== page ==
by Rosie Stewart, Editorial Director & Business Development Lead
On the 18th and 19th of April 2023, Westchester Publishing Services UK were proud to exhibit at the IPG Spring Conference, held at The Shaw Theatre, London. Three members of staff attended in person and one attended online. Read some of their thoughts below.
Emma Hudson, Content and Services Manager, Westchester Education UK and International
This was my first time attending an IPG conference and I thoroughly enjoyed it! The variety of education-based sessions meant I learnt about a wide breadth of fascinating subjects from the education market in Ireland, to growth management strategies, to my favourite: tech trends in the classroom.
With lots of our clients thinking about providing digital content, and so many that are far down this path already, it was great to learn the key themes regarding technology in the classroom. Overall, teachers are using a wider variety of resources now and want to see a simple user experience and have accessibility at the heart of all products and services. That’s something that we strive for at Westchester Education UK and International so it’s heartening to hear that it’s something teachers rate as important as well.
A real highlight was being able to meet colleagues and clients in real life. The laptops and video calls were removed for a day and some lovely conversations were had!
I can safely say I’m looking forward to attending more IPG conferences in the future.
Julie Willis, Editorial Director & Systems Lead
The IPG Spring Conference was a great networking opportunity as well as an opportunity for learning, as always. I request my CPD certificate after attending these informative and educational events. This year did not disappoint. I attended an excellent session on ‘How to Produce a Compelling Podcast’ run by the Small Wardour agency, an insightful presentation on change management by Jenny Ridout, Bloomsbury MD, and a thought-provoking session on smoother workflows by Nella Klopotek von Glowczewski from Klopotek. This was of particular interest to me as she showcased their workflow software and part of my role is to look at the systems we use.
The stand-out session for me though has to be the keynote speech by David Rowan. He is founding editor-in-chief of Wired in the UK. He looked at some technical trends in the publishing industry, including the notion of decentralised systems (no gatekeeper), the print to ebook sales ratio in the UK (52%) and the future of AI. Many of you will have heard of ChatGPT by now and the furore it is causing in the industry, particularly in journal publishing in terms of being able to identify articles that have been partially or completely written by the AI software. Technology to identify AI-generated content appears to be several steps behind the AI software itself. We do use iAuthenticate to detect plagiarism but as yet this software does not seem to be able to identify AI authors. In a different area of publishing, however, AI content is being used to create alt text for figures and tables, thus improving accessibility of content for people who use screen readers. His take-away mirrors my own – both scared and excited by AI technology in equal measure and aware that it is not going away so we had better embrace it and use it well!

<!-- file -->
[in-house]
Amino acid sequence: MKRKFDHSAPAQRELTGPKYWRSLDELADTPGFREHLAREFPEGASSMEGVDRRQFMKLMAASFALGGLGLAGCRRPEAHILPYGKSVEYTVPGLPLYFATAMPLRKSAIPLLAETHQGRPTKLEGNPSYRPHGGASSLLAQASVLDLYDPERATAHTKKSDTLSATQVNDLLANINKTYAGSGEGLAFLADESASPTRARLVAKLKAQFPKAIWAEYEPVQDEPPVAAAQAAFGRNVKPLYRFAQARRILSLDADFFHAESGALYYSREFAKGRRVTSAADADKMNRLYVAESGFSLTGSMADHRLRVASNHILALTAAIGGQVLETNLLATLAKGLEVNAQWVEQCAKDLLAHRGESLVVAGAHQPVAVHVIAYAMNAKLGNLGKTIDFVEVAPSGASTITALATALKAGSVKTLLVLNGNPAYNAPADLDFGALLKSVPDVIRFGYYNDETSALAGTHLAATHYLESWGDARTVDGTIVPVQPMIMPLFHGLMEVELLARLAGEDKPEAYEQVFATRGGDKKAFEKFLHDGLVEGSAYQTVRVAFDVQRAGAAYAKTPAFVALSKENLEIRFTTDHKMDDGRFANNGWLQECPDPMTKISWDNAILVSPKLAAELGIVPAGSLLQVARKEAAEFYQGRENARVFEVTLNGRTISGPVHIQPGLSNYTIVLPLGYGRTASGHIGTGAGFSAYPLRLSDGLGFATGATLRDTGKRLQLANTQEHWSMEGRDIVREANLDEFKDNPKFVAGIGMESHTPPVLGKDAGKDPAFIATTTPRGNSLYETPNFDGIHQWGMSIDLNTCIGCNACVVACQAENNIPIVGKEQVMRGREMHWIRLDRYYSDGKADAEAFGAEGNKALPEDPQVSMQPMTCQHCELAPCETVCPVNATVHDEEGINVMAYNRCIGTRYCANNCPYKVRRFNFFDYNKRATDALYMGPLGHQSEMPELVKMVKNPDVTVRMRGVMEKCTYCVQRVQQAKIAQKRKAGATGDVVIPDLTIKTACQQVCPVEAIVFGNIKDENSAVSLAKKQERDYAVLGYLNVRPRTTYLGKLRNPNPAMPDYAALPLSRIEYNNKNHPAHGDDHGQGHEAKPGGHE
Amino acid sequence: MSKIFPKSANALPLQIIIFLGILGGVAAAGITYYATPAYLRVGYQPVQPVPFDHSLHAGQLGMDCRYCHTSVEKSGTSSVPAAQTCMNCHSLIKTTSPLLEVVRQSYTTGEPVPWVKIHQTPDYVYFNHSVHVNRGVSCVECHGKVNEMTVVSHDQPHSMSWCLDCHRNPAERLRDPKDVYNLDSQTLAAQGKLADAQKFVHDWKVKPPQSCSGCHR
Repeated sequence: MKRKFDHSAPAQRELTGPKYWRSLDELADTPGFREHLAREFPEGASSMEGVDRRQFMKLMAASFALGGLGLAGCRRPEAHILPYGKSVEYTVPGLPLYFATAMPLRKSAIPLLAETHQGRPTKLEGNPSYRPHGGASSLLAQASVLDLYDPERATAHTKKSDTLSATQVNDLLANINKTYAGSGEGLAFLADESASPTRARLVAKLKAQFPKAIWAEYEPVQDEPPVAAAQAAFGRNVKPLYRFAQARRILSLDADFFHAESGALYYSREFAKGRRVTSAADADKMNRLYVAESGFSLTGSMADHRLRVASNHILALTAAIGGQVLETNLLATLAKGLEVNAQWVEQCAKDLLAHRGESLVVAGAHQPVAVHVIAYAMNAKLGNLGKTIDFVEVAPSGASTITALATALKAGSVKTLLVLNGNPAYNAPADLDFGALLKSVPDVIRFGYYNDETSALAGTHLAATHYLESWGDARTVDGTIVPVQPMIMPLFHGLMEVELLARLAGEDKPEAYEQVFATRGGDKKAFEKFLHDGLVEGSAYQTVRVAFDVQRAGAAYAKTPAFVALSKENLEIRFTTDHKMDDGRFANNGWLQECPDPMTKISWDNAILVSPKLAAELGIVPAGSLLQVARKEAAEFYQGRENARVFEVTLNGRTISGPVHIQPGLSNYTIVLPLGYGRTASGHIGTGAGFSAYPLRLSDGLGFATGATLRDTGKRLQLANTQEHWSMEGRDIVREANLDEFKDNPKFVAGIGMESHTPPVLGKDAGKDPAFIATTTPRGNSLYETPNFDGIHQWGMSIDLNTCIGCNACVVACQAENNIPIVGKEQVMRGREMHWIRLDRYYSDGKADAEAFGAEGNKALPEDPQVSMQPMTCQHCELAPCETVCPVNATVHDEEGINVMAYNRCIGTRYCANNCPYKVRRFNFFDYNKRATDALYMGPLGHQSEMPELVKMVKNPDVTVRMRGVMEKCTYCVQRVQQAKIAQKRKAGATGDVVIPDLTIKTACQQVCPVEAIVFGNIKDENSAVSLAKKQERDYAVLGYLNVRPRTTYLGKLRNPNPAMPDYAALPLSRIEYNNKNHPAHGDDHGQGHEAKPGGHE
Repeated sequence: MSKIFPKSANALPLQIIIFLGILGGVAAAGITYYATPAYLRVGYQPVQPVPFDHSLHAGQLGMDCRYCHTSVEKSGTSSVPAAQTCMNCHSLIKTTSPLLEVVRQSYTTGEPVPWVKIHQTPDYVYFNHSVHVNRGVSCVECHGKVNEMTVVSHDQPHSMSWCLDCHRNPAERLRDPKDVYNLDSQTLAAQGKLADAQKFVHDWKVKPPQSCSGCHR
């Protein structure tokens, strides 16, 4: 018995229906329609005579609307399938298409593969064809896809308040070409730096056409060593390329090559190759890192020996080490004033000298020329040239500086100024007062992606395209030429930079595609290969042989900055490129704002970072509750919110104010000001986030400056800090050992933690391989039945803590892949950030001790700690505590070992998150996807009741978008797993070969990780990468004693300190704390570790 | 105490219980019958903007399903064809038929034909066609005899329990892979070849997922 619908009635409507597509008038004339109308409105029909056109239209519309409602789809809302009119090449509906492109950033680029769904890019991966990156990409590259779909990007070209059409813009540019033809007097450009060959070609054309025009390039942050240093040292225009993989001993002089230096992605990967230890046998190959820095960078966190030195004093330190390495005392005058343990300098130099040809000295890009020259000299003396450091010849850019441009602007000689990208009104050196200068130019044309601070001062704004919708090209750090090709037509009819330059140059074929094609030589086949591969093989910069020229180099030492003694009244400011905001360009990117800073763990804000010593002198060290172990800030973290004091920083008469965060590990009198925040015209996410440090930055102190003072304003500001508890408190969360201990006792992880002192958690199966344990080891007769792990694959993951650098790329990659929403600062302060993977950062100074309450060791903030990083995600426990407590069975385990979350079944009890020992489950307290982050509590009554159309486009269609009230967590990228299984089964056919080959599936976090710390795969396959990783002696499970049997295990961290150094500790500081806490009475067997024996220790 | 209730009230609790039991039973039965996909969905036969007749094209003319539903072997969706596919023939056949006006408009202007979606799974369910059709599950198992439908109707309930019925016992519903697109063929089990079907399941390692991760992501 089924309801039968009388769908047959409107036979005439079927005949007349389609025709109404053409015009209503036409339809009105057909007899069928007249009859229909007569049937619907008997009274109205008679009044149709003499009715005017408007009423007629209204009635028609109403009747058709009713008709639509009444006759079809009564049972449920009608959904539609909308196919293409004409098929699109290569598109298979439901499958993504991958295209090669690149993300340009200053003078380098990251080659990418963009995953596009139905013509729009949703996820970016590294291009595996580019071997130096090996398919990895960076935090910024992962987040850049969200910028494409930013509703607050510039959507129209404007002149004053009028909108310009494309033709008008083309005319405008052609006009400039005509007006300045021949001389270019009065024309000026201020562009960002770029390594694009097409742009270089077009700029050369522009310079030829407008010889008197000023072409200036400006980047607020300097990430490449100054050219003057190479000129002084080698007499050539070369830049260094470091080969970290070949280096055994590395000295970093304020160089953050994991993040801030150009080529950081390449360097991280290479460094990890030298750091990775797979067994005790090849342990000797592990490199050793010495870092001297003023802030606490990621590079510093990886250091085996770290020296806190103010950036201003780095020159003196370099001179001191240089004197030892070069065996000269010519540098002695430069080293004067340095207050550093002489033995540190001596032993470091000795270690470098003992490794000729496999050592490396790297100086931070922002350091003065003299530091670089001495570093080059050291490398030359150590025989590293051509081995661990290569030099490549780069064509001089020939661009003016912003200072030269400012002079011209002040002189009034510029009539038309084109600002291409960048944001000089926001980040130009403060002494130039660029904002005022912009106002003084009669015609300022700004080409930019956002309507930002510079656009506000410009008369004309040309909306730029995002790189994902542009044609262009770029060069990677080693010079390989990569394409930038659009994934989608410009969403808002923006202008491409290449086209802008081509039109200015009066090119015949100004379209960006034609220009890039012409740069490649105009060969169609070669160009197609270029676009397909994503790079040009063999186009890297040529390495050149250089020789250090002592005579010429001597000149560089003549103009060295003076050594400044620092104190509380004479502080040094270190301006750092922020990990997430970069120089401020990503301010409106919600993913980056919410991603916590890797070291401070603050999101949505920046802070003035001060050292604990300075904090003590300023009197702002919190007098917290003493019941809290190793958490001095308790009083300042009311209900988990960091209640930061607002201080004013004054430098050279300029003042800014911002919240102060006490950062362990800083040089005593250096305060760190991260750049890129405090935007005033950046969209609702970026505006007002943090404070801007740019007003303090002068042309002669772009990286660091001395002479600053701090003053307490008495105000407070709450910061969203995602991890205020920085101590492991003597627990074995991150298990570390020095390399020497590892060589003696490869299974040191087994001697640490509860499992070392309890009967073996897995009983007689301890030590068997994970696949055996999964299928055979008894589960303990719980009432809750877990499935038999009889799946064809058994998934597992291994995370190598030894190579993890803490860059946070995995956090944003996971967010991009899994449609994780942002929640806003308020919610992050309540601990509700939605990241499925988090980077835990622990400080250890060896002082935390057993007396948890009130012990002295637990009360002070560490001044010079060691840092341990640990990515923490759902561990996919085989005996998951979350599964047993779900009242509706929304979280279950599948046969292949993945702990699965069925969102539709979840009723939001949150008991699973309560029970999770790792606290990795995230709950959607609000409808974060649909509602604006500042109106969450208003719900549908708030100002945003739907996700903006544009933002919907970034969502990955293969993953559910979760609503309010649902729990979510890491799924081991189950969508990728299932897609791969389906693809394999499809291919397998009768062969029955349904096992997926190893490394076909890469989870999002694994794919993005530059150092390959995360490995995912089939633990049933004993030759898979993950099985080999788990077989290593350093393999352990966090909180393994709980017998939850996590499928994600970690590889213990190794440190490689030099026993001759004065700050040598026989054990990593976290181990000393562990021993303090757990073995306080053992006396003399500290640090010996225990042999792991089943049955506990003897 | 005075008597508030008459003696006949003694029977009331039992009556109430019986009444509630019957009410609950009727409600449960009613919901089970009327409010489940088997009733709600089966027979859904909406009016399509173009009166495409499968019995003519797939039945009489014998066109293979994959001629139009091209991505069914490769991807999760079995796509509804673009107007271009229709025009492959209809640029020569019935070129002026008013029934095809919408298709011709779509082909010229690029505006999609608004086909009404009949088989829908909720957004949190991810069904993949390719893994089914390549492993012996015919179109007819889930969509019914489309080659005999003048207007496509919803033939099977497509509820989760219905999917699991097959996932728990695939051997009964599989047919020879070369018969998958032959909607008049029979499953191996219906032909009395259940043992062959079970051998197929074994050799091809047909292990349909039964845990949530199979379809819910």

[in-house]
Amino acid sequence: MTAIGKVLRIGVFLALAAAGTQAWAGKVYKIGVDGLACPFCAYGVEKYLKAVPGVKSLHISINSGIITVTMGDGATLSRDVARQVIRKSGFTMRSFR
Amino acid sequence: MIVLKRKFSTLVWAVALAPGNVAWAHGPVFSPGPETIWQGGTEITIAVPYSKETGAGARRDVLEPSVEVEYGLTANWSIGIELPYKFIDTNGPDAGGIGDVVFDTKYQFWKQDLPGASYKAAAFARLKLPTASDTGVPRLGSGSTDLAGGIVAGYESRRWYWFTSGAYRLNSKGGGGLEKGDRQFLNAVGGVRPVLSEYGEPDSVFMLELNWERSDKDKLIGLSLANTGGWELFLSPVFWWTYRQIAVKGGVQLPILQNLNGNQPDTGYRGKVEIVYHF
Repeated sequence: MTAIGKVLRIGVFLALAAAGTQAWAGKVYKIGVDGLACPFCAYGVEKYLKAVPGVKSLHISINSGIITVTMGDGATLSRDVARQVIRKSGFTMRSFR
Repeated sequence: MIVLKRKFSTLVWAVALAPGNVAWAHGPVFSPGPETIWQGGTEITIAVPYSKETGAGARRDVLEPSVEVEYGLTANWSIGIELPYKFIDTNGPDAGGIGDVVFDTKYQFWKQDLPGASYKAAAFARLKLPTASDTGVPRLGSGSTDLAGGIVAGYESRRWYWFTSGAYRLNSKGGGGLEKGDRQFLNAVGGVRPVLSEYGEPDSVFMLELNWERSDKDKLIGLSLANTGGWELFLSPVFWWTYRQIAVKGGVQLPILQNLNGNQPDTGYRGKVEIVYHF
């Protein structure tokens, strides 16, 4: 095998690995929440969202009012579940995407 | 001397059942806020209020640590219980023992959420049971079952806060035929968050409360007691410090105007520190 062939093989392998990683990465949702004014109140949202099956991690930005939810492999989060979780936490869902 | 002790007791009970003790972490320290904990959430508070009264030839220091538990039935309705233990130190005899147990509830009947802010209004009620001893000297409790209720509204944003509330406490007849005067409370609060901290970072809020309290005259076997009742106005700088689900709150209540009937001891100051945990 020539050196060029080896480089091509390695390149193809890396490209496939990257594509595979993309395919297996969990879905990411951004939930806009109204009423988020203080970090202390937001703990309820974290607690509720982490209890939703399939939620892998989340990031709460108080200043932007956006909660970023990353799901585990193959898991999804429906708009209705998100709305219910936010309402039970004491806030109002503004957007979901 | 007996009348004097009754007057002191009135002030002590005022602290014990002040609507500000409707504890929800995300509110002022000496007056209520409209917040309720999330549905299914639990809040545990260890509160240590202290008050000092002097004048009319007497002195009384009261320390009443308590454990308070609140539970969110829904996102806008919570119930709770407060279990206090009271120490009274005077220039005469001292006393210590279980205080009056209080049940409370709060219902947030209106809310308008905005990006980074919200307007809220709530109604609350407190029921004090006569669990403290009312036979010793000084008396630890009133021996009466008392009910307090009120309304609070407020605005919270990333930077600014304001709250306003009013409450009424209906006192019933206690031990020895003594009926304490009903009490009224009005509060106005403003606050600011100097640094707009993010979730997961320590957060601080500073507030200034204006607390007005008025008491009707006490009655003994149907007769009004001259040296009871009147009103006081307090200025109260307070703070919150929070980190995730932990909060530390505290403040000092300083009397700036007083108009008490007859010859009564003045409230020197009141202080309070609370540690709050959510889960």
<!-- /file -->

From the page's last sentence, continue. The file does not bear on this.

Grace Peterson, Project Manager
The IPG conference is the first conference I have attended in a professional capacity. I had the opportunity to engage with the conference as an online attendee and was impressed by the seamlessness of the streams, the website navigation and the additional chat boards, information and resources that were available on the conference website. I was able to broaden my understanding of the business aspects of the industry through sessions focused on the economic and media status of 2023, the economic impacts of Brexit and the realities facing independent publishers. I also had the opportunity to listen to talks on ChatGPT and the way publishers can utilise the TikTok Shop’s book category. As an online delegate, I enjoyed the flexibility of merging the conference with my day of work and thought the setup was a success for online viewers. While I wish the second day, which was more focused on workshops, had been streamed in some capacity, I recognise that balancing in-person and online events will always be an area of growth. I’m thankful to have had the chance to hear insightful messages on a wide range of topics and am eager to see what next year’s IPG conference holds.